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Chapter 18: HOW OLIVER PASSED HIS TIME IN THE IMPROVING SOCIETY OF HIS REPUTABLE FRIENDS
About noon next day, when the Dodger and Master Bates had gone out to pursue their customary avocations, Mr. Fagin took the opportunity of reading Oliver a long lecture on the crying sin of ingratitude; of which he clearly demonstrated he had been guilty, to no ordinary extent, in wilfully absenting himself from the society of his anxious friends; and, still more, in endeavouring to escape from them after so much trouble and expense had been incurred in his recovery. Mr. Fagin laid great stress on the fact of his having taken Oliver in, and cherished him, when, without his timely aid, he might have perished with hunger; and he related the dismal and affecting history of a young lad whom, in his philanthropy, he had succoured under parallel circumstances, but who, proving unworthy of his confidence and evincing a desire to communicate with the police, had unfortunately come to be hanged at the Old Bailey one morning. Mr. Fagin did not seek to conceal his share in the catastrophe, but lamented with tears in his eyes that the wrong-headed and treacherous behaviour of the young person in question, had rendered it necessary that he should become the victim of certain evidence for the crown: which, if it were not precisely true, was indispensably necessary for the safety of him (Mr. Fagin) and a few select friends. Mr. Fagin concluded by drawing a rather disagreeable picture of the discomforts of hanging; and, with great friendliness and politeness of manner, expressed his anxious hopes that he might never be obliged to submit Oliver Twist to that unpleasant operation.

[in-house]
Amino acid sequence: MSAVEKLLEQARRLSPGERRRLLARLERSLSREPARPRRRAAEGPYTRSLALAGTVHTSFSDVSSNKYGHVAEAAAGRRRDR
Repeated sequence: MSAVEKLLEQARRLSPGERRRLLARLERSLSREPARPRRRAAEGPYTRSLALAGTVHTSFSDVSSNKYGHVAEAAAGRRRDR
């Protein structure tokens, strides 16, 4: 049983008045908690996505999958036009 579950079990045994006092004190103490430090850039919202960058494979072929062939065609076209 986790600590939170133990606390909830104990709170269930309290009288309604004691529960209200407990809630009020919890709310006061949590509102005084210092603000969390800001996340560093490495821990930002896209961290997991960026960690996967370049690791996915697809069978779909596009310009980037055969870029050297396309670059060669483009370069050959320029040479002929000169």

Little Oliver's blood ran cold, as he listened to the Jew's words, and imperfectly comprehended the dark threats conveyed in them. That it was possible even for justice itself to confound the innocent with the guilty when they were in accidental companionship, he knew already; and that deeply-laid plans for the destruction of inconveniently knowing or over-communicative persons, had been really devised and carried out by the Jew on more occasions than one, he thought by no means unlikely, when he recollected the general nature of the altercations between that gentleman and Mr. Sikes: which seemed to bear reference to some foregone conspiracy of the kind. As he glanced timidly up, and met the Jew's searching look, he felt that his pale face and trembling limbs were neither unnoticed nor unrelished by that wary old gentleman.
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